In Yemen’s Houthi-held capital, a court has sentenced four activists, including three Yemeni YouTubers, to prison terms ranging from six months to three years after they published videos alleging abuses by the Iran-aligned fighters. The activists were convicted on Tuesday of inciting chaos, disrupting public peace, and insulting the Houthis. They were detained in Sanaa in December and January on charges stemming from videos they had posted on social media last year criticizing the Houthis over alleged corruption and their handling of the economy.
According to their lawyer, Waddah Qutaish, the Houthis’ crackdown on dissent and on those seen as working for the Saudi-led coalition has intensified. The rebels control Sanaa and most of northern Yemen. The Yemeni YouTubers’ arrest and trial are part of the Houthis’ efforts to suppress freedom of speech and individual liberties, including free speech and movement of women in areas they control.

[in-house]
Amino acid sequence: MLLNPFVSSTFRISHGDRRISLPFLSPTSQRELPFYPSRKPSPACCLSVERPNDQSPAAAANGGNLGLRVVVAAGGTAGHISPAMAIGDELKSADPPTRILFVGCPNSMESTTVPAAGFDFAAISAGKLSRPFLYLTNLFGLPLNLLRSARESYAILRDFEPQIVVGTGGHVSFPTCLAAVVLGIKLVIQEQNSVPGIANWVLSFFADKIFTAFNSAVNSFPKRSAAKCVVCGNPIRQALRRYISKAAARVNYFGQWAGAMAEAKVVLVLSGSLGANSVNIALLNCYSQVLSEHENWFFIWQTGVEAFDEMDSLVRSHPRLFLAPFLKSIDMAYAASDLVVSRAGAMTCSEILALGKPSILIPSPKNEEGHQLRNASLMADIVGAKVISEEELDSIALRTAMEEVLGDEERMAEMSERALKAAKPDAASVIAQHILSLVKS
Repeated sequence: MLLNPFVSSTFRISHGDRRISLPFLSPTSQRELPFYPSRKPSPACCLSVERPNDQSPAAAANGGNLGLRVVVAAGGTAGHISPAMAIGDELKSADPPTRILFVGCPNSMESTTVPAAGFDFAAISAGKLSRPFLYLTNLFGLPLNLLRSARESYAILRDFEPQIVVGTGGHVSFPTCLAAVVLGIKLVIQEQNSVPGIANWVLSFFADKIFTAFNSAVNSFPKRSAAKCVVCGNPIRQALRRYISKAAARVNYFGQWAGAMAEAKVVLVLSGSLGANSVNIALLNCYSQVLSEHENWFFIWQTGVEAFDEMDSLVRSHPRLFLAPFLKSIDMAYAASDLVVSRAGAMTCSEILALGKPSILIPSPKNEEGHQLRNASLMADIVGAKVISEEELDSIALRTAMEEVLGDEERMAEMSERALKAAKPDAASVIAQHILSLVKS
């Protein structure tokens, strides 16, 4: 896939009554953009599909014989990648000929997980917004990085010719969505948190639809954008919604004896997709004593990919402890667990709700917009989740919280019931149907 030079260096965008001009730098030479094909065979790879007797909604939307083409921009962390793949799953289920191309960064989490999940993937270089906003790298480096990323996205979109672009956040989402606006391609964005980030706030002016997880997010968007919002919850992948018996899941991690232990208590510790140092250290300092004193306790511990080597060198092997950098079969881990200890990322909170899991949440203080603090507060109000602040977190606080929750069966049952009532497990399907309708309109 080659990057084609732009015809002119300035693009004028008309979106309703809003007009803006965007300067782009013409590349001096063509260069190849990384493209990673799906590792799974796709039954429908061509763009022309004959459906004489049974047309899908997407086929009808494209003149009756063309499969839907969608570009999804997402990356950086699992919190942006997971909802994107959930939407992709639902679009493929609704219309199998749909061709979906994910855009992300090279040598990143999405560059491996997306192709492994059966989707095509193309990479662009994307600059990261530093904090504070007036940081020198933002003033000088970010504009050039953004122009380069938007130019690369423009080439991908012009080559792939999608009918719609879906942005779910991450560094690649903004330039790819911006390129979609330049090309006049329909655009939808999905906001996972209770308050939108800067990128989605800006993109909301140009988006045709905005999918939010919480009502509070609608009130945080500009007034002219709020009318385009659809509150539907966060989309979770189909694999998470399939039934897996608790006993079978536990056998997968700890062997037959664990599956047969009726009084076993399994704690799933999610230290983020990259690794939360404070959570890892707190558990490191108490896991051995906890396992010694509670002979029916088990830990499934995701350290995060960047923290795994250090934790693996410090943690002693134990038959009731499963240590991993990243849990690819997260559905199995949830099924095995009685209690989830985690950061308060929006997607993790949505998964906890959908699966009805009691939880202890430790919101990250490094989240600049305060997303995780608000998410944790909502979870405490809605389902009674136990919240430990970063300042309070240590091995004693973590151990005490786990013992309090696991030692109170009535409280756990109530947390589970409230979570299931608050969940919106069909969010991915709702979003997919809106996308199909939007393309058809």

Who are the Yemeni YouTubers?
One of the Yemeni YouTubers, Ahmed Allaw, was sentenced to three years while another, Mustafa al-Mawmari, got a year and a half. Ahmed Hajar and Hamoud al-Mesbahi, the other two activists, were sentenced to a year and six months, respectively. The court also ordered the closure of the activists’ YouTube channels and fined them each 10 million Yemeni riyals, or about $40,000, Qutaish added. He denounced the verdict as “politically motivated” and said he would appeal.
The sentences came a day after Houthi-controlled media released videos of the men renouncing their earlier criticisms of the rebels. The latest footage sparked an uproar among some Yemenis, who claimed the statements had been coerced. The sentences also followed Monday’s announcement of a prisoner exchange agreed upon between the Houthis and Yemen’s government, after talks overseen by the United Nations and the International Committee of the Red Cross in Switzerland. The deal covers more than 800 conflict-related prisoners, including journalists captured by the fighters, according to Yemeni government officials, as well as 15 Saudis, according to Houthi officials.
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